(C) That if purchasing the equipment, the equipment is reasonably cost effective compared to available alternatives that can achieve the same objective of officer and civilian safety.


While there is no intent to purchase additional equipment at this time, much of the equipment we have purchased is highly specialized and designed to perform a specific goal as described above and there is therefore no more cost-effective alternative.


In the past, some vendors have been sole source.  The Sheriff Office can also on occasion purchase equipment directly from the manufacturer and/or at a government contract rate.  When there are alternatives available, staff members will conduct testing on similar products from different manufacturers to determine the most cost-effective product, while considering performance and durability.  And again, the equipment outlined in this policy is not actually equipment purchased from the military.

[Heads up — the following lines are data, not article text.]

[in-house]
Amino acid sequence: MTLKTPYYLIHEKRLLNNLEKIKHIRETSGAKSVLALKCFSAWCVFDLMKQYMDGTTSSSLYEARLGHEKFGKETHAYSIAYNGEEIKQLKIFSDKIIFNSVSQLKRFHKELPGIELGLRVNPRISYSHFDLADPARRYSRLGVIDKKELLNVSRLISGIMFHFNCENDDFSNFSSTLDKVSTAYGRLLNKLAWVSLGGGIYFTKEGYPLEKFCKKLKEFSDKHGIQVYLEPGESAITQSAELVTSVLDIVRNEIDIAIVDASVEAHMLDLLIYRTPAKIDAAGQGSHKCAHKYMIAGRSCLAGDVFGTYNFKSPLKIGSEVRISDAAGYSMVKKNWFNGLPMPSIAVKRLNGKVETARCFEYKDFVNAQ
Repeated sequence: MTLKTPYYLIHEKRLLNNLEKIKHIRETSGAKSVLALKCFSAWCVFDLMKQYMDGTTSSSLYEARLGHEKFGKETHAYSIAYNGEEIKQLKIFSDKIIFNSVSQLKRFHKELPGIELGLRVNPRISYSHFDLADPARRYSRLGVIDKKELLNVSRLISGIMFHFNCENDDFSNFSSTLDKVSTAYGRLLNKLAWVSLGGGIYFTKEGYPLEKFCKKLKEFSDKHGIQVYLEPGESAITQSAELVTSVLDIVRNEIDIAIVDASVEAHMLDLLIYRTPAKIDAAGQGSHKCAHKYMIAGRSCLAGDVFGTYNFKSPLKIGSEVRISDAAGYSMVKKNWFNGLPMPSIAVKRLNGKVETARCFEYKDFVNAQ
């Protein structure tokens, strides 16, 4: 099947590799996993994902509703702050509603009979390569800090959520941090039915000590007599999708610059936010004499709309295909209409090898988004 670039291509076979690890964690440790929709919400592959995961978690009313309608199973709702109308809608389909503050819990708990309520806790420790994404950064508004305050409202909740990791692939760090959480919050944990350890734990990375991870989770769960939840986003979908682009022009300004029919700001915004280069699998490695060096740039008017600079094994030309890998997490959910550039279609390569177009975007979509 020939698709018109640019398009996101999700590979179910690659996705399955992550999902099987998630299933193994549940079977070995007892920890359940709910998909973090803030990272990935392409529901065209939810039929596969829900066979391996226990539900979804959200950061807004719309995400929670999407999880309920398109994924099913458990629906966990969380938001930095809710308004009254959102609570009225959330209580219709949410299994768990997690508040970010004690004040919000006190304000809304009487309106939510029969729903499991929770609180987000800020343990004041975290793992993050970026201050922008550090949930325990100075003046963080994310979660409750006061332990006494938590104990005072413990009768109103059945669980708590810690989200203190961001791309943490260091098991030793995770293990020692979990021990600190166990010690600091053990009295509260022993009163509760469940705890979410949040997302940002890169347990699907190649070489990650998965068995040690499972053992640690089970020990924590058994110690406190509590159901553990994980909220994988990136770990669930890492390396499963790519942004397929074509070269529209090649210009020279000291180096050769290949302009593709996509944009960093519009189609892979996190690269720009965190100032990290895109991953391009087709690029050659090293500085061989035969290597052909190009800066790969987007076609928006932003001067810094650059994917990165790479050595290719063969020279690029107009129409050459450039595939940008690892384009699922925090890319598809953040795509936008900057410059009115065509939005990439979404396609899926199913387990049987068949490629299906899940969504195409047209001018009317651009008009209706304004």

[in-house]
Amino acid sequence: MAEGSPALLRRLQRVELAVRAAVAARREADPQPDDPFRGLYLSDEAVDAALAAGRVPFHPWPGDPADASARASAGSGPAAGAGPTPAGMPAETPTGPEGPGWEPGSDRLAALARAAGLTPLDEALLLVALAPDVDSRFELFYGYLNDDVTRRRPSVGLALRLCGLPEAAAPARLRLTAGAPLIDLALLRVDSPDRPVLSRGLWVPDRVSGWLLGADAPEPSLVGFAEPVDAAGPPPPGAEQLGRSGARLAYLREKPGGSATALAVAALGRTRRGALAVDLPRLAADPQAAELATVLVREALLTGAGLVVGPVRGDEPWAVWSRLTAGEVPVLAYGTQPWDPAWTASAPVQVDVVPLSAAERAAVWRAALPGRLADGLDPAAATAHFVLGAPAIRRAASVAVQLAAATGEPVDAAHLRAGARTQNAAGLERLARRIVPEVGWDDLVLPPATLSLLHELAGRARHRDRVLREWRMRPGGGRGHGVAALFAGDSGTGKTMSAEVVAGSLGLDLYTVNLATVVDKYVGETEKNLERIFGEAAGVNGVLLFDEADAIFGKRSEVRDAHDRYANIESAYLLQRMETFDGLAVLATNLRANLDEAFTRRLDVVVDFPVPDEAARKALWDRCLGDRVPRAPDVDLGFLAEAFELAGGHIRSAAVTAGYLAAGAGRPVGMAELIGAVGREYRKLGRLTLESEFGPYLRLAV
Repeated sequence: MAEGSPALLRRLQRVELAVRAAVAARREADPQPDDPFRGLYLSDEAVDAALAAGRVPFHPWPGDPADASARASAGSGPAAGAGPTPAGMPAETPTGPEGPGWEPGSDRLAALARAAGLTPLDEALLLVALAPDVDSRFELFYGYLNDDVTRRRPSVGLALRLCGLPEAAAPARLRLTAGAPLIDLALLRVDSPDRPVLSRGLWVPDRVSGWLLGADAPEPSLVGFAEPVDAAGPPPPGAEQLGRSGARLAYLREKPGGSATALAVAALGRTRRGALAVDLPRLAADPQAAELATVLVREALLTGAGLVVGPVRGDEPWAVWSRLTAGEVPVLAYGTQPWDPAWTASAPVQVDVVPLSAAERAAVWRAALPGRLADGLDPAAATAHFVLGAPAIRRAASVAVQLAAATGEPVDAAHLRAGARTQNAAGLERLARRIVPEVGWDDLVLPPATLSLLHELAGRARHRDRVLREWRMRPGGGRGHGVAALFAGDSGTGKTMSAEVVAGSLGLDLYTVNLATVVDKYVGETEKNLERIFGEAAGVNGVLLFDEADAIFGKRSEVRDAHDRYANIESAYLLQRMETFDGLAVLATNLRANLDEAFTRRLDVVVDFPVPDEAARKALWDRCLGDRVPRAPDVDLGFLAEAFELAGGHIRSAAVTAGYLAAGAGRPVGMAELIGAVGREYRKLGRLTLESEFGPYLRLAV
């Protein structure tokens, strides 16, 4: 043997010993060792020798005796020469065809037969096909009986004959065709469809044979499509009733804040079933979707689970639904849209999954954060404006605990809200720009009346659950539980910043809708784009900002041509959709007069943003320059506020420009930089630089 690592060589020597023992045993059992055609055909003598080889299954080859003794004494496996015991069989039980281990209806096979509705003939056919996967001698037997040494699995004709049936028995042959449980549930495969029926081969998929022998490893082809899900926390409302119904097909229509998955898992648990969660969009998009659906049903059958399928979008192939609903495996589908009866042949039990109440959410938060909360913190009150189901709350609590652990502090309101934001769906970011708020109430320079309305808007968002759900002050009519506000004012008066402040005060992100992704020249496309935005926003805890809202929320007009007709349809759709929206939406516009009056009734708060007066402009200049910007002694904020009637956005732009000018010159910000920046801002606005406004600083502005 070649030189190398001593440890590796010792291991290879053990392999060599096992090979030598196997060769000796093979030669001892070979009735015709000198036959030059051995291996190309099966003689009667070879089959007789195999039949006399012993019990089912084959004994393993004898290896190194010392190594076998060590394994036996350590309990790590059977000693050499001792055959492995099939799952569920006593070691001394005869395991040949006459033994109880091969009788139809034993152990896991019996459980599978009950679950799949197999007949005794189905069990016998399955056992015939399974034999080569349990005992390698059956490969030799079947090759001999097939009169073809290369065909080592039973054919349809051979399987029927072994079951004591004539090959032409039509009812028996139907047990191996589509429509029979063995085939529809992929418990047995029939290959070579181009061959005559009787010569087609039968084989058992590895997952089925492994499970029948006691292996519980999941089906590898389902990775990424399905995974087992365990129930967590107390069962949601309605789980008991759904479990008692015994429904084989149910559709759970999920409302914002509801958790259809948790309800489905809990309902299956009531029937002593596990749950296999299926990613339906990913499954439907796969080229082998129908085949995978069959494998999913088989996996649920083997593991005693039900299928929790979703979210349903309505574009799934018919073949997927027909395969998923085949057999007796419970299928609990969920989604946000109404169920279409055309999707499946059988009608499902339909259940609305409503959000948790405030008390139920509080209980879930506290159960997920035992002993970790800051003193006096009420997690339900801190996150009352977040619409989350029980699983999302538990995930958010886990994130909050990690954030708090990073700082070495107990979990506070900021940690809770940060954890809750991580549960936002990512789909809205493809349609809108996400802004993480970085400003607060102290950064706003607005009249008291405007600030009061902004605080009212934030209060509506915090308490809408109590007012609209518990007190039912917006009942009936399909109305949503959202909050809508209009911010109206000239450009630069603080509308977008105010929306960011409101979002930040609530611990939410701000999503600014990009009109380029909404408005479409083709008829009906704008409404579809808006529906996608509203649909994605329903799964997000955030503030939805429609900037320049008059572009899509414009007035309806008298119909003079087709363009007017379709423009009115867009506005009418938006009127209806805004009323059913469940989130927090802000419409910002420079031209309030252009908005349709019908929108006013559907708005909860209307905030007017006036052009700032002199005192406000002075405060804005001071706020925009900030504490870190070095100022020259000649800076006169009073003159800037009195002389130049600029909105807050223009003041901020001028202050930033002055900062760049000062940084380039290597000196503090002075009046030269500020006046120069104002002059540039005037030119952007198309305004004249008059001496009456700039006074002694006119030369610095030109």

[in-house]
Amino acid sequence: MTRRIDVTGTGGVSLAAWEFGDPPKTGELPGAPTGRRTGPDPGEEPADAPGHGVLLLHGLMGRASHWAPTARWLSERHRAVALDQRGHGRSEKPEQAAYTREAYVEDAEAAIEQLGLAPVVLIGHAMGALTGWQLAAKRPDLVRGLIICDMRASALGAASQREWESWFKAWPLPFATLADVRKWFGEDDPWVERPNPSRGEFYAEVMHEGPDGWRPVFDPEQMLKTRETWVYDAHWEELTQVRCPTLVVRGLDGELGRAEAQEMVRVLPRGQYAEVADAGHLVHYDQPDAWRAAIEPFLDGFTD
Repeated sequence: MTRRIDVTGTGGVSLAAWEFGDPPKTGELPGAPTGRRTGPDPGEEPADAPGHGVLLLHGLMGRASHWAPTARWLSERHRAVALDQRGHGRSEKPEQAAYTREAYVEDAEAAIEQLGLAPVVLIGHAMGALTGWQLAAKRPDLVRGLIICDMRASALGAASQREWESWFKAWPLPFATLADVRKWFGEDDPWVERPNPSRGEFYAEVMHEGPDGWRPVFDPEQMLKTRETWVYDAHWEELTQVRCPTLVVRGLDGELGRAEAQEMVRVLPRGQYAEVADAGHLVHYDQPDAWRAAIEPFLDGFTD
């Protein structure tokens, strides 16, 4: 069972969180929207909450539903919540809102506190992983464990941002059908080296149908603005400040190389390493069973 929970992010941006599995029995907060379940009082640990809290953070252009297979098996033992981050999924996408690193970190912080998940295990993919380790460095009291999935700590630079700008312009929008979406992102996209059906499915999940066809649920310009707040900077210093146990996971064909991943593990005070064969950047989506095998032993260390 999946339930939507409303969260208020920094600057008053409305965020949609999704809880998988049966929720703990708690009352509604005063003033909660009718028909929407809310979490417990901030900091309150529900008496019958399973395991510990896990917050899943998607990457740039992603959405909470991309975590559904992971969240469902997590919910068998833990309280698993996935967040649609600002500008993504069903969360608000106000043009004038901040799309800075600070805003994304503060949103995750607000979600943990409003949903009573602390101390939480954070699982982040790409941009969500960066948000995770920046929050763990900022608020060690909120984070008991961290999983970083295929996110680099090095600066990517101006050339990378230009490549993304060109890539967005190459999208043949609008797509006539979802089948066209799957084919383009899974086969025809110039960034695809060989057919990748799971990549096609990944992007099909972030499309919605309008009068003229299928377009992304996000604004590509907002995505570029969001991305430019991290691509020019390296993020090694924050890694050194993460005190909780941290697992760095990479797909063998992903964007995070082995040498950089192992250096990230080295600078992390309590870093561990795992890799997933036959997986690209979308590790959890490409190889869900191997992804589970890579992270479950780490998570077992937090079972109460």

(D) That prior military equipment use complied with the military equipment use policy that was in effect at the time, or if prior uses did not comply with the accompanying military equipment use policy, corrective action has been taken to remedy nonconforming uses and ensure future compliance.


Prior to the creation of this policy, use of military equipment by the San Mateo County Sheriff’s Office was regulated by individual internal policies.  Any use of the equipment would have been investigated and, in the event any use was deemed outside of policy, corrective action would have been taken through retraining and/or discipline.  The type of military equipment owned and maintained by the San Mateo County Sheriff’s Office has been consistent for the last decade.   


The County Attorney has reviewed and approved the proposed ordinance as to form.



There is no fiscal impact associated with adoption of the proposed ordinance.